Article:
LM: My new novel, Late One Night, is based on a true story that happened not too far from where I grew up. On a bitterly cold winter night, a house trailer out in the country caught on fire, and unfortunately a mother and some of her children died. I started playing the what-if game. I wondered what would happen if the husband was living outside the home on the night of the fire. I wondered what would happen if he was involved with another woman. And what would happen if the fire turned out to be the result of arson. Knowing these small midwestern towns as I do, it was only natural for me to wonder what would happen if rumor and gossip pointed toward the husband as the guilty party. What would that do to him and his fight for the custody of his surviving children? What would it all do to the community? In the story of Ronnie Black, I was interested in using elements of mystery to explore his character. I’ve always been interested in the things people carry with them – things they wouldn’t want known – and how much they can stand to tell at any one time. I use the mystery to put pressure on Ronnie until at the end of the book, he has no choice but to tell the entire truth of what happened at that trailer on that cold winter night. Even though Late One Night has an element of mystery to it, it’s not a traditional whodunit. I think we’re all unreliable narrators of our own lives in one way or another. I use the form of the mystery and the shifts in perspective as a way to highlight that fact. Ultimately, this is a story of community and family and the responsibilites we have to one another.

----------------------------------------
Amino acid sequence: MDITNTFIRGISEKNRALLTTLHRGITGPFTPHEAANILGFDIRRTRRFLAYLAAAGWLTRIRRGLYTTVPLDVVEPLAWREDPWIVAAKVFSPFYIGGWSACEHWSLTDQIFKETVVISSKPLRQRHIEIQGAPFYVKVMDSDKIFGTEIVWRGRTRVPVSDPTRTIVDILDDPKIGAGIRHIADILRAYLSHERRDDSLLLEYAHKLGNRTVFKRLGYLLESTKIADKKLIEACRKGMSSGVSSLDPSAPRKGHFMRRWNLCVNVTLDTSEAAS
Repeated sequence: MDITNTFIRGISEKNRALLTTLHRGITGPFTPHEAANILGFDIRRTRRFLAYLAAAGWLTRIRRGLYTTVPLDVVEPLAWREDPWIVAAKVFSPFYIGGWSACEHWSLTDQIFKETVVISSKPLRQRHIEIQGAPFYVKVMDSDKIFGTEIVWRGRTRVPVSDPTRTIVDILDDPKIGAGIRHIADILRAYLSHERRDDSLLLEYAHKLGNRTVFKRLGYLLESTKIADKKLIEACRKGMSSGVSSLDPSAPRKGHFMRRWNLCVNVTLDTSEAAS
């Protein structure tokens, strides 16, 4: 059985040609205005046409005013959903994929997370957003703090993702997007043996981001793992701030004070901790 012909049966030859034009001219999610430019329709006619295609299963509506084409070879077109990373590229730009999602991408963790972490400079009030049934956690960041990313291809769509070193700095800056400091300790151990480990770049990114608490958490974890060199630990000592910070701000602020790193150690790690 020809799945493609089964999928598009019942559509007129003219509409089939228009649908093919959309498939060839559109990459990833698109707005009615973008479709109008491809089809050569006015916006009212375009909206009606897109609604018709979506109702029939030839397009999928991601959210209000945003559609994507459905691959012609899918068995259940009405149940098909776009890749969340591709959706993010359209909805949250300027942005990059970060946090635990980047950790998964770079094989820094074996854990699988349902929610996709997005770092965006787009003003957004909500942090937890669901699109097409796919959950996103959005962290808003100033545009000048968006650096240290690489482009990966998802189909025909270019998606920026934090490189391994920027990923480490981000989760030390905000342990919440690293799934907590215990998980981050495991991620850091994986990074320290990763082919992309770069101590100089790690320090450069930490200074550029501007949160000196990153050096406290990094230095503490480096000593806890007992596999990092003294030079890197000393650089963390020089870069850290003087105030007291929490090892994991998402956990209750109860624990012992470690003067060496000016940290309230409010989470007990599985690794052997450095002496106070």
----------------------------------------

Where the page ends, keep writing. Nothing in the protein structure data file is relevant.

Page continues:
SC: Furthermore, your characterization of Ronnie attempts to humanize a character that would otherwise be seen as the heartless villain. What inspires you to disrupt this character stereotype, and what is your process in doing so?